There was consensus among participants that audit committees can promote rigor related to non-GAAP measures by having a dialogue with company management as well as internal and external auditors. Among other things, this dialogue can help the audit committee to set clear expectations regarding the roles and responsibilities—relative to non-GAAP measures—of each member of the financial reporting supply chain.

What is the external auditor's non-GAAP role?

In a nutshell, the external auditor's opinions on the company's financial statements and, when required, the effectiveness of the company's internal control over financial reporting (ICFR) do not cover non-GAAP measures. Professional auditing standards indicate that the auditor should read non-GAAP measures presented in documents containing the financial statements (such as annual and quarterly reports) and consider whether non-GAAP measures or the manner of their presentation is materially inconsistent with information appearing in the financial statements or a material misstatement of fact.

Though external auditors do not audit non-GAAP measures as part of the financial statement or ICFR audits, audit committees and management may consider leveraging the external auditors as a resource when evaluating non-GAAP measures.

How can the audit committee enhance its non-GAAP role?

At the roundtables, there was wide recognition of the benefits of increased audit committee oversight and involvement with non-GAAP measures. The CAQ's full roundtable report offers audit committees insights on the way forward. It is available free of charge at the CAQ website.


Also from the CAQ see Preparing for the Leases Accounting Standard: A Tool for Audit Committees. This tool is designed to help audit committees exercise their oversight responsibilities as companies implement the new lease accounting standard, which will begin to take effect in January 2019.


A securities lawyer, Cindy Fornelli has served as the Executive Director of the Center for Audit Quality since its establishment in 2007.

The views and opinions expressed herein are the views and opinions of the author at the time of publication and may not be updated. They do not necessarily reflect those of Nasdaq, Inc. The content does not attempt to examine all the facts and circumstances which may be relevant to any particular company, industry or security mentioned herein and nothing contained herein should be construed as legal or investment advice.

Publication Date*: 4/9/2018 Mailto Link Identification Number: 1511
Frequently Asked Questions
  Revitalize Biotech with these 5 Policy Initiatives
Identification Number 1509
Revitalize Biotech with these 5 Policy Initiatives
Publication Date: April 3, 2018

In this post, Charles Crain of the Biotechnology Innovation Organization (BIO) highlights five legislative and regulatory reforms that he believes would address some of the principal challenges facing biotech companies that go public. Notably, several of these proposals are modest revisions to existing SEC rules and federal legislation, including the JOBS Act. These proposed reforms are consistent with Nasdaq's comprehensive blueprint for stronger, more robust public markets: The Promise of Market Reform: Reigniting America's Economic Engine.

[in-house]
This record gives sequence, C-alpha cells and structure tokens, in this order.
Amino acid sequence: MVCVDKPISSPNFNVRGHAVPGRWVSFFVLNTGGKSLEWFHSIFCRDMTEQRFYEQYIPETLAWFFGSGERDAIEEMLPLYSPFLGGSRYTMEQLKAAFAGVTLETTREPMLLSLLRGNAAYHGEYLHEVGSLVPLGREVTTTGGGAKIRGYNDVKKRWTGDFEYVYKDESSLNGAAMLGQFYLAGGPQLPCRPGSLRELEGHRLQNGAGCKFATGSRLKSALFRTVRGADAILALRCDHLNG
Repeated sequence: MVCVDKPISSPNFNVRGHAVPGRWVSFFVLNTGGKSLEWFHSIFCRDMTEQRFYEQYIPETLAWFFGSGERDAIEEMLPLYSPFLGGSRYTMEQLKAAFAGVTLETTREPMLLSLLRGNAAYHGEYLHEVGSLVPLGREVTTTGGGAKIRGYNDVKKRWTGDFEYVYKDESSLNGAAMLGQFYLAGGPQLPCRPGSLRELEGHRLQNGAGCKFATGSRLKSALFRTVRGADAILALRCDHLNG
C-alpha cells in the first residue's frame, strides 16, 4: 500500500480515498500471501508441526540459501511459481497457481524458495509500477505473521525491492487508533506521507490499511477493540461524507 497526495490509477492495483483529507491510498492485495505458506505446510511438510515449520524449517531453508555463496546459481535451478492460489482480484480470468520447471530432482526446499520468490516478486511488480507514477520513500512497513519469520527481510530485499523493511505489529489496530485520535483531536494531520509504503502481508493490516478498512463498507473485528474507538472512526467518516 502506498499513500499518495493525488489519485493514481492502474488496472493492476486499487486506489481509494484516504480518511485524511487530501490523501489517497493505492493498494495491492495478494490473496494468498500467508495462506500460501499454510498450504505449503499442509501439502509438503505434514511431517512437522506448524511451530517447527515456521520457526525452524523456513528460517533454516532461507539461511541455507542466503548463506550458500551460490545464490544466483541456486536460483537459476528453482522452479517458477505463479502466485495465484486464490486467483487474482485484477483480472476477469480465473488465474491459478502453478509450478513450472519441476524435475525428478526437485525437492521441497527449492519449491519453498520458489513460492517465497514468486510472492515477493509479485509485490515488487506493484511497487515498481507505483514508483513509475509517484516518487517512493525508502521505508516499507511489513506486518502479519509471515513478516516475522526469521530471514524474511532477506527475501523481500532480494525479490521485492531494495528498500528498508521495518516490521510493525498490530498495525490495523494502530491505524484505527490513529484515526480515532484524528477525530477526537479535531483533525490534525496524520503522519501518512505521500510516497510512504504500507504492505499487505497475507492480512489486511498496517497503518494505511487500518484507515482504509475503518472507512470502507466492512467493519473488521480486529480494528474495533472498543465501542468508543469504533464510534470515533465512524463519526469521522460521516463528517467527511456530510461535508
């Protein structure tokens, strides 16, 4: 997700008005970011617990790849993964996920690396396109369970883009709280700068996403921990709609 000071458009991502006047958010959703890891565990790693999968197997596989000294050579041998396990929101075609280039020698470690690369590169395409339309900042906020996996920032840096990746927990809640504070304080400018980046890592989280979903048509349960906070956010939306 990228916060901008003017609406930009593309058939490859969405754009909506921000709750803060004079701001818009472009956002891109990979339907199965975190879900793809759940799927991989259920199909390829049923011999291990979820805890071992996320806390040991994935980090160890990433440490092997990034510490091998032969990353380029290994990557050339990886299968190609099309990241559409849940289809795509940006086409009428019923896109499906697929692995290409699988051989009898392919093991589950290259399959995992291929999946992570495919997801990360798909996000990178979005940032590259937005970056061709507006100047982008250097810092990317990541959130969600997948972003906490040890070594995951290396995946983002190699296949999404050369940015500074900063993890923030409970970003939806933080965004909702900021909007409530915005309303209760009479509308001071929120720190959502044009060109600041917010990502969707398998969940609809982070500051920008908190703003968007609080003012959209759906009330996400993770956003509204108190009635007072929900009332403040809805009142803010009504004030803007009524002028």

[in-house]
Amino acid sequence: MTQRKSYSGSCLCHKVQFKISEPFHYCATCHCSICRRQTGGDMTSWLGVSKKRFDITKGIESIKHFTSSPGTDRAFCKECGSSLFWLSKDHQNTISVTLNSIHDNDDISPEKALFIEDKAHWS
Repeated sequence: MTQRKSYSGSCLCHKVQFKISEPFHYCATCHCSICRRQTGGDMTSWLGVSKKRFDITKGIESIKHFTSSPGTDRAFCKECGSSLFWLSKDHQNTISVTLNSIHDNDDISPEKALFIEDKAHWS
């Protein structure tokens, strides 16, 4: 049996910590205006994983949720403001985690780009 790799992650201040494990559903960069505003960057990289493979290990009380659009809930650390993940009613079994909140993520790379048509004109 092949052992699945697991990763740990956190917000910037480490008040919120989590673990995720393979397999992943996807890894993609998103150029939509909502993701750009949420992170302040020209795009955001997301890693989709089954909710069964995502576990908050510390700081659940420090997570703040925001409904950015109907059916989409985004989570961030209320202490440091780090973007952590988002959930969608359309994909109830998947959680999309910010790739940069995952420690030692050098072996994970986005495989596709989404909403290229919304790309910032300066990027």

1. Bring transparency to short seller positions

Biotech companies, many in the pre-revenue phase, are easy targets for short sellers. That's primarily due to a lack of liquidity in their stocks and blinded FDA clinical studies that make it easy to circulate false information in the market to drive down stock prices. This includes a new spurious breed of short sellers who initiate patent challenges for the sole purpose of driving the stock price down to make money. This disturbing behavior is highly damaging to industries that are based on intellectual property—like biotech.

BIO has been working with Nasdaq to advocate for increased transparency around short selling positions, which would help inform the market and prevent biotech companies from being taken advantage of by investors who don't have the best interest of long-term investors (and patients of these potentially life-saving drugs and therapies) at heart.

2. Establish SEC oversight of proxy advisory firms

Proxy advisory firms have developed an outsized market influence over biotech companies, relative to their theoretical mission. These firms claim they're only providing recommendations to investors, but what they're actually doing is inserting their own judgment over investors, company management, and corporate boards in terms of how companies should be run.

In an industry like biotech, which has a unique business model that isn't directly comparable to other industries, these one-size-fits-all recommendations can be misleading to investors and damaging to the companies themselves.

BIO and Nasdaq both support the Corporate Governance Reform and Transparency Act, a bi-partisan bill that has already passed the House of Representatives. This bill provides for SEC oversight of proxy advisory firms, and BIO believes it will help reduce conflicts of interest and allow investors to make informed proxy voting decisions.

3. Allow pre-revenue small businesses to maintain SOX 404(b) exemption for 10 years